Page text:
You are here

Q&A: Sara Place of NCBA

This researcher is becoming a leading spokesperson on sustainably raised beef and its impact on the U.S. and the world.

If you haven’t heard Sara Place speak, you should. This researcher with the National Cattleman’s Beef Association is bright, funny, and quick to call out a false statement or anti-beef comment when the time is right. Successful Farming magazine caught up with Place at The Future of Food summit in New York City, put on by Eating Well magazine and IFIC.

Editor's Note: Place was named in December 2019 as the Chief Sustainability Officer at Elanco Animal Health.

SF: What is beef doing to stay in touch with consumer trends?

SP: A lot. We have a whole team at NCBA that is working on consumer monitoring and market research. Everything from social media monitoring, and a lot of market research, in terms of understanding how people are making purchasing decisions and what are the new food trends out there. On the sustainability front, we’re active in this space. We don’t want to get caught in 10 years, like, “Now this sustainability topic is a key driver in people’s purchasing decisions.” We have to always be monitoring that and being as transparent as we can be in terms of what we’re actually doing in the industry.

SF: What research do you oversee?

SP: All the work that I do is funded by beef checkoff dollars. The key thing we do is benchmark where we’re at as an industry with regard to sustainability metrics and then research some more unique aspects of sustainability that don’t necessarily make it into the headlines. A big part of the benchmarking work is doing life cycle assessment of the U.S. beef industry. It started in 2013, but you can think about life cycle assessment like the whole supply chain – really from grass to plate. We look at those environmental impacts along the entire way. It can be greenhouse gas emissions, could be water use, fossil fuel use, those types of things. We really went deep into understanding the regional variation across the United States, because the production takes place in all 50 states. What happens on a cow-calf operation in New York state is very different than the eastern plains of Colorado. We’re hoping to release that research in 2020.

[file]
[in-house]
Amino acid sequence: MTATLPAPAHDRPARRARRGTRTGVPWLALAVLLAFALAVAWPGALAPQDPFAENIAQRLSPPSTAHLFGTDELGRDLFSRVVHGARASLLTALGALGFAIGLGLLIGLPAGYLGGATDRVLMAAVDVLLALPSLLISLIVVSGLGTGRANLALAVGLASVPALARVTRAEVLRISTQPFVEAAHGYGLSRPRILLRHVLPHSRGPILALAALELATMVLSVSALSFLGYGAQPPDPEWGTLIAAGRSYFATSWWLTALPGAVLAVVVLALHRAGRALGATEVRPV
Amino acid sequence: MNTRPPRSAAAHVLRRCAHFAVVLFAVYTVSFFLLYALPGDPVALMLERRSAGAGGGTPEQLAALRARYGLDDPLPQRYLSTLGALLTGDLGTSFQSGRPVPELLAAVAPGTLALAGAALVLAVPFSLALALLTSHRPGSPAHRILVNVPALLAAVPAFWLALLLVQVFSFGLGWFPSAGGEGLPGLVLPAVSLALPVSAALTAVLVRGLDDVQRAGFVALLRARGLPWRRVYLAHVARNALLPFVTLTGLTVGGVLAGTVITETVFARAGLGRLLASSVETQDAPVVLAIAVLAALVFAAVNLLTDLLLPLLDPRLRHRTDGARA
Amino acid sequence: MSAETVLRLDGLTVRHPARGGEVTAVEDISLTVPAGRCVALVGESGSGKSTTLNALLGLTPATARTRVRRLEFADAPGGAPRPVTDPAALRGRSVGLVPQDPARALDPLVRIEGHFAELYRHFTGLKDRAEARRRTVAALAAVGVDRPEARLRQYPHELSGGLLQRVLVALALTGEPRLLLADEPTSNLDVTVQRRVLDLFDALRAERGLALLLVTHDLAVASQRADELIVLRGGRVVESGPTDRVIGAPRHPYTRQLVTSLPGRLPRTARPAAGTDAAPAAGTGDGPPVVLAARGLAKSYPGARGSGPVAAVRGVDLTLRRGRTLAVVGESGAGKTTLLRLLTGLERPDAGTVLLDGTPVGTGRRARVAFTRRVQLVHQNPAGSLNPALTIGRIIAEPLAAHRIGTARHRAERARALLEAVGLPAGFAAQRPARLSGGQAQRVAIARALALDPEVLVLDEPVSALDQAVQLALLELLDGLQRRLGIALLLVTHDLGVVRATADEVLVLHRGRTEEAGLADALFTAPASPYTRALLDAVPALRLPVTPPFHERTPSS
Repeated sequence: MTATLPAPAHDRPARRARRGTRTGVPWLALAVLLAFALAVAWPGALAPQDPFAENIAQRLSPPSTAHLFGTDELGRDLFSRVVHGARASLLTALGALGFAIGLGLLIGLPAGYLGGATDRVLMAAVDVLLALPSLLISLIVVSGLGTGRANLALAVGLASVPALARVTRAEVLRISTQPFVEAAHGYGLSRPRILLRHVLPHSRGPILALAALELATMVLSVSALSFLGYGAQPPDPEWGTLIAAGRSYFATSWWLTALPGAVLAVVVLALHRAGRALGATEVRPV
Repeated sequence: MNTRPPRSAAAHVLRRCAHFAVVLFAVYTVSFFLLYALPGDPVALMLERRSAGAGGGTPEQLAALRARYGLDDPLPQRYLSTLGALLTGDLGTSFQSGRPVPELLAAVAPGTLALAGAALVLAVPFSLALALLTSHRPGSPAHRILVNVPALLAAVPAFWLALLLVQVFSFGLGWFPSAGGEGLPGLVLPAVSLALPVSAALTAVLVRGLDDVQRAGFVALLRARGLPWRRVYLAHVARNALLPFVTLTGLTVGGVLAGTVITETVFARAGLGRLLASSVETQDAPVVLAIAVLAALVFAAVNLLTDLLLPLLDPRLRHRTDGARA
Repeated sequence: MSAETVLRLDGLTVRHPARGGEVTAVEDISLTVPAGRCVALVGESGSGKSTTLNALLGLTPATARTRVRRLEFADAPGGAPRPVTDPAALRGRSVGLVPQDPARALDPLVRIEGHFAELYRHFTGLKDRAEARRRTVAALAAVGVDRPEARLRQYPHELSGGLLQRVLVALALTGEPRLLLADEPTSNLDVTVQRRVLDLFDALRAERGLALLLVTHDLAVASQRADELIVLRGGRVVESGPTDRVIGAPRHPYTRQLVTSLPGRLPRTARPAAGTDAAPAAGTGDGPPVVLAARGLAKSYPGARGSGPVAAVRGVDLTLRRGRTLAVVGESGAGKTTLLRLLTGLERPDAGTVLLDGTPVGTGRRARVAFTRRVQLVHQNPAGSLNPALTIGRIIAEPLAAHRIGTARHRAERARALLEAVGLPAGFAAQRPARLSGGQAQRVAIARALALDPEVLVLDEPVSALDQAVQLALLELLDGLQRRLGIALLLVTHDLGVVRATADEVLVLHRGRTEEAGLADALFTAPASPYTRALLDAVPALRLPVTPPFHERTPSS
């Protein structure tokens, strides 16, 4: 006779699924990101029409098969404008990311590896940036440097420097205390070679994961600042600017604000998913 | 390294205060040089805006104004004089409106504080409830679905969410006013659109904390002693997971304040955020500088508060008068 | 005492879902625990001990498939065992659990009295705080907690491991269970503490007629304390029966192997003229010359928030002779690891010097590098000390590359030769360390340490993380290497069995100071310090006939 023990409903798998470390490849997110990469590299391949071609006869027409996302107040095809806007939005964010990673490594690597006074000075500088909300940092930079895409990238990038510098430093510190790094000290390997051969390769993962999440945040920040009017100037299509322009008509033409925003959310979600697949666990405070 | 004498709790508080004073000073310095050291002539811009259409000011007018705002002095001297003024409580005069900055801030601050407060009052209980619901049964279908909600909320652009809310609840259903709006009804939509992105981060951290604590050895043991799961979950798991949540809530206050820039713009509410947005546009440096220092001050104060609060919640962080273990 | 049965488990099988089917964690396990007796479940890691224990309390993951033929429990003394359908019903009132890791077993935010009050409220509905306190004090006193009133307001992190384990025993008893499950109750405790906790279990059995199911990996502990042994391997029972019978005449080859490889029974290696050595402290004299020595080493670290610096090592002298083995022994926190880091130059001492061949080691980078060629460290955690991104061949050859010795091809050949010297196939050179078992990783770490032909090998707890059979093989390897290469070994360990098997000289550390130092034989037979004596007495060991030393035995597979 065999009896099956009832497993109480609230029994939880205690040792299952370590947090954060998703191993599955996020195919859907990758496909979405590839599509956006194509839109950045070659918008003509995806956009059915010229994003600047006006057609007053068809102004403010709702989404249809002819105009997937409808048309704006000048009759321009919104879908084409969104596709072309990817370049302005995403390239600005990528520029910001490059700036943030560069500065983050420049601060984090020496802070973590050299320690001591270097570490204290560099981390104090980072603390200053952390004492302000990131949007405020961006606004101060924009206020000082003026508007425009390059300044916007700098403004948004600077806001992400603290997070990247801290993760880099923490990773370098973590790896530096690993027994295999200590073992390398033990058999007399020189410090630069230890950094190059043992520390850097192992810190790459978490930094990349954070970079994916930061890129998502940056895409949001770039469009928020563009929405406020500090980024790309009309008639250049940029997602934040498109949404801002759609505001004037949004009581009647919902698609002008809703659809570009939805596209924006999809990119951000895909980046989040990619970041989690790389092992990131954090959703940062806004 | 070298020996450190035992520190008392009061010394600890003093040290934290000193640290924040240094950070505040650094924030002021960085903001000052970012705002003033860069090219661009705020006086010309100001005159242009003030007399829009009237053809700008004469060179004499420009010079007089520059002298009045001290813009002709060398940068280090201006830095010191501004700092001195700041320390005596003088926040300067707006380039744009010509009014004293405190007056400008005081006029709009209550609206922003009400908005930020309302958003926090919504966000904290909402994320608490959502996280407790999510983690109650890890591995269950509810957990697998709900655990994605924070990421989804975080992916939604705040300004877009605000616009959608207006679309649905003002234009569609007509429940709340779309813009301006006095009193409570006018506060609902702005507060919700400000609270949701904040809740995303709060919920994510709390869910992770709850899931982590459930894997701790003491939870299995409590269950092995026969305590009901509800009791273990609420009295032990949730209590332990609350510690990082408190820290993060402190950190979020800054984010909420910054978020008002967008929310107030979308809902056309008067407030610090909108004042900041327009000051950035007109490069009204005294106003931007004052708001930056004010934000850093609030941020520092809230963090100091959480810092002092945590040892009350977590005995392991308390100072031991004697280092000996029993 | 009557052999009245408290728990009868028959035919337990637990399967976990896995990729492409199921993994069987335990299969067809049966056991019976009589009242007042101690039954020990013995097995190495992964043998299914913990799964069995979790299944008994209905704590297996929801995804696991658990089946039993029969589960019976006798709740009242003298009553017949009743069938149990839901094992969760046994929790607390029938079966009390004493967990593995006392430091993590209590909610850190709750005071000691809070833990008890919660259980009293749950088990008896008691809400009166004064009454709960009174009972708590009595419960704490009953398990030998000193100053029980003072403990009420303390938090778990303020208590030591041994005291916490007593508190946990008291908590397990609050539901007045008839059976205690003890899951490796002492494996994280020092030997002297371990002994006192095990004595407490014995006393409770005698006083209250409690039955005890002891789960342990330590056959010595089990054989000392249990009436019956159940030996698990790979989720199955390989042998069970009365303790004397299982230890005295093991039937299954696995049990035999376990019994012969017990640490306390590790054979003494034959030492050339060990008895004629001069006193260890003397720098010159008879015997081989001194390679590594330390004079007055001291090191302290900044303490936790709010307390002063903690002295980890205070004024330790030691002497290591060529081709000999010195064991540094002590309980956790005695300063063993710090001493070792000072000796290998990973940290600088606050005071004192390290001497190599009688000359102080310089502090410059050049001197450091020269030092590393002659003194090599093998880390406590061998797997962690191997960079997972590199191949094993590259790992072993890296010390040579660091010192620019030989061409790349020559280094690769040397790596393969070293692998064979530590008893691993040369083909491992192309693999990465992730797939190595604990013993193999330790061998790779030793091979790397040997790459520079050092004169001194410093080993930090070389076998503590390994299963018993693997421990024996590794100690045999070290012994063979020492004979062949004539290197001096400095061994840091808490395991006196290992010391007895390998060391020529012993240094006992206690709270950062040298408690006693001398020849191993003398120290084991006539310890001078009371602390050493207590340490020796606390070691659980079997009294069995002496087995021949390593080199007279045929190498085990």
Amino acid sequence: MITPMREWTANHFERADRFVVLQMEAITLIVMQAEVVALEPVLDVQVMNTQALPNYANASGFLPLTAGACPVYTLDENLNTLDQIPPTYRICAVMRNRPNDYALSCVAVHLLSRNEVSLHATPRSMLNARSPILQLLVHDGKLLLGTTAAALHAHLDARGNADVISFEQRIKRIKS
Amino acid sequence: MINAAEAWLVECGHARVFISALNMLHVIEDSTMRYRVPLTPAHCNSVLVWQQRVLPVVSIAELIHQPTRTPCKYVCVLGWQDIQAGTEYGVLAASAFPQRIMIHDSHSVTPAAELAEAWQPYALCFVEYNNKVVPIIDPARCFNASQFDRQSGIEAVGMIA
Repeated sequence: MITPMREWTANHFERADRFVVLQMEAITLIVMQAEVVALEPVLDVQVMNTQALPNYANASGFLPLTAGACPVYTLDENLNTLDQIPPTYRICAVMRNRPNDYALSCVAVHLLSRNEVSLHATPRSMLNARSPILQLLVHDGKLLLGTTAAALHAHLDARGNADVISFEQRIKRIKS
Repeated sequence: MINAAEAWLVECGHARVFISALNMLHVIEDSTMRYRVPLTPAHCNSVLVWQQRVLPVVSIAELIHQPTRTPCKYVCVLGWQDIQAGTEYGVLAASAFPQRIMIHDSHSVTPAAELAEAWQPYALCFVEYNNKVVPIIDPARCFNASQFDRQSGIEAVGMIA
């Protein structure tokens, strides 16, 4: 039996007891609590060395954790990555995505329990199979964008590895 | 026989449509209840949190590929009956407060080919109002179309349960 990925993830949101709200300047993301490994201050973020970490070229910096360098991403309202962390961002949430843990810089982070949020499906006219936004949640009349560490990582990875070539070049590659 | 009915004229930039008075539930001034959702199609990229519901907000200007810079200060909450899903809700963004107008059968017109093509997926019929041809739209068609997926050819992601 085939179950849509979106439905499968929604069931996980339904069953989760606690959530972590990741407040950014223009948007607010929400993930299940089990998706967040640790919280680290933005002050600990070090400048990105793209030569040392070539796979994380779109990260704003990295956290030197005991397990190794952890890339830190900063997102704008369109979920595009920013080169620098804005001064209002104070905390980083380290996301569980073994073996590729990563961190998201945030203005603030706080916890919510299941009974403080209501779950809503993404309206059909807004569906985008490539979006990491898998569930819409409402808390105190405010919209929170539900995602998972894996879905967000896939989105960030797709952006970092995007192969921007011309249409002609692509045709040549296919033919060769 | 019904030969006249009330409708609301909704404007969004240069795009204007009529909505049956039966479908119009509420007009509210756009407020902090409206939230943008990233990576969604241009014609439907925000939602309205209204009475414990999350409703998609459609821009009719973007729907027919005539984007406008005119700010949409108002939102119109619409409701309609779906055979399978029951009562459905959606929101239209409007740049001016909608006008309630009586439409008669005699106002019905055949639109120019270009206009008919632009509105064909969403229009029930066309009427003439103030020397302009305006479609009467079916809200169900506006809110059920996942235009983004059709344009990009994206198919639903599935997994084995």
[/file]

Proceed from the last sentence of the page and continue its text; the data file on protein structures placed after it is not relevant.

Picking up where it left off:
SF: How do you define sustainability?

SP: For me, it’s always about the three pillars: economics, social, and environmental. It’s about producing safe, nutritious beef with economic viability, environmental stewardship, and social responsibility. It’s a very broad definition, but you have to define it broadly because what it means for every specific producer – in terms of how they’re going to make their operation better, or fit within their natural resources – is going to be very different. We purposely keep it at that high level.

We also have another effort called the U.S. roundtable for sustainable beef. That has been around since 2015, and they’ve just released their framework for sustainability. They’ve come up with actual metrics for what they’ll measure for sustainability. Essentially their six indicators are greenhouse gas emissions, air emissions, land resources, water resources, and efficiency and yield (your productivity and your economic output). And then animal well-being and worker health and safety.

SF: Do consumers understand the cattle business?

SP: The key thing that I want people to understand is this unique aspect of cattle as ruminant animals and what they’re actually providing the food system. They take things in with little or no value and they make higher-value products. A lot of the protein that they generate and a lot of the nutrients that we generate for the human food supply just literally don’t exist without them. Cattle, sheep, and goats – they’re painted as inefficient, but they’re actually very efficient at what they do.

SF: How are they so efficient?

SP: When we look at the total feed intake and the grain-finished steer in the U.S., 82% of the feed resources are actually grass and other forages. Another 7% are all the by-products: the dried distillers’ grains or cottonseed meal. Then only about 11% is actually grain. So I think that’s one of those things that kind of shocks people when we talk about corn-fed beef in America.

SF: Animal agriculture gets blamed for significantly contributing to greenhouse gas emissions. What’s the fact?

SP: Those stats can get confusing quick. Globally we know from the UNFAO (United Nations Food and Agriculture Organization) it’s 6% of global emissions coming from beef cattle. Of that, the U.S. is less than one half of 1%. In terms of our global contribution, what often happens is people will conflate all livestock – so dairy, cattle, pigs, chickens, everything – with beef cattle. The global number for all livestock is 14.5%. You often see that thrown out there, like that’s all beef, but it’s not right. So 6% is beef. If we zoom in on the U.S., what we see from the EPA is just 2% of emissions. So it’s not nothing, but those numbers are much lower than people quote.